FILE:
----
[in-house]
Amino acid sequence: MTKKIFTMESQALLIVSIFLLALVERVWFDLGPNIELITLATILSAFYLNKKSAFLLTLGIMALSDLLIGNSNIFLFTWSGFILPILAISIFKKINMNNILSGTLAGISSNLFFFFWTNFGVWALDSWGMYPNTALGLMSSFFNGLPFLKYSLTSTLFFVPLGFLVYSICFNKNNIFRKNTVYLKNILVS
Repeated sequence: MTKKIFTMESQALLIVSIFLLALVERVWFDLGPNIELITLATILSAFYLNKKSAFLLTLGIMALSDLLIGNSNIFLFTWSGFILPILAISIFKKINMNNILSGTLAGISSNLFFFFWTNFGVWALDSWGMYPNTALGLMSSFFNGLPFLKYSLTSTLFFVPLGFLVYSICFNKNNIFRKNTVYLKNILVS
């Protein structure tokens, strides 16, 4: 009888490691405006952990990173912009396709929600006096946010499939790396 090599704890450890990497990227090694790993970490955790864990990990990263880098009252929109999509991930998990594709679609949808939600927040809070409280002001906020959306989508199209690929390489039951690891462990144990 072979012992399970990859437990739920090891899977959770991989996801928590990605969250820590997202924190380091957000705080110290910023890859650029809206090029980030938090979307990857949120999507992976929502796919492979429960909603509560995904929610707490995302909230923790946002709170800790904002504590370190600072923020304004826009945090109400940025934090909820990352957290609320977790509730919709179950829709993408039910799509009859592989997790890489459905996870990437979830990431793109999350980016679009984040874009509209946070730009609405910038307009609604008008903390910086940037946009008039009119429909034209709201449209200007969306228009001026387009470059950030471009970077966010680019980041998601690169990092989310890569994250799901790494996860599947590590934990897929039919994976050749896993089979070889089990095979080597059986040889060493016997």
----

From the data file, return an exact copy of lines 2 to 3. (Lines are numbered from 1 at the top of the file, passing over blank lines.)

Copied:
Amino acid sequence: MTKKIFTMESQALLIVSIFLLALVERVWFDLGPNIELITLATILSAFYLNKKSAFLLTLGIMALSDLLIGNSNIFLFTWSGFILPILAISIFKKINMNNILSGTLAGISSNLFFFFWTNFGVWALDSWGMYPNTALGLMSSFFNGLPFLKYSLTSTLFFVPLGFLVYSICFNKNNIFRKNTVYLKNILVS
Repeated sequence: MTKKIFTMESQALLIVSIFLLALVERVWFDLGPNIELITLATILSAFYLNKKSAFLLTLGIMALSDLLIGNSNIFLFTWSGFILPILAISIFKKINMNNILSGTLAGISSNLFFFFWTNFGVWALDSWGMYPNTALGLMSSFFNGLPFLKYSLTSTLFFVPLGFLVYSICFNKNNIFRKNTVYLKNILVS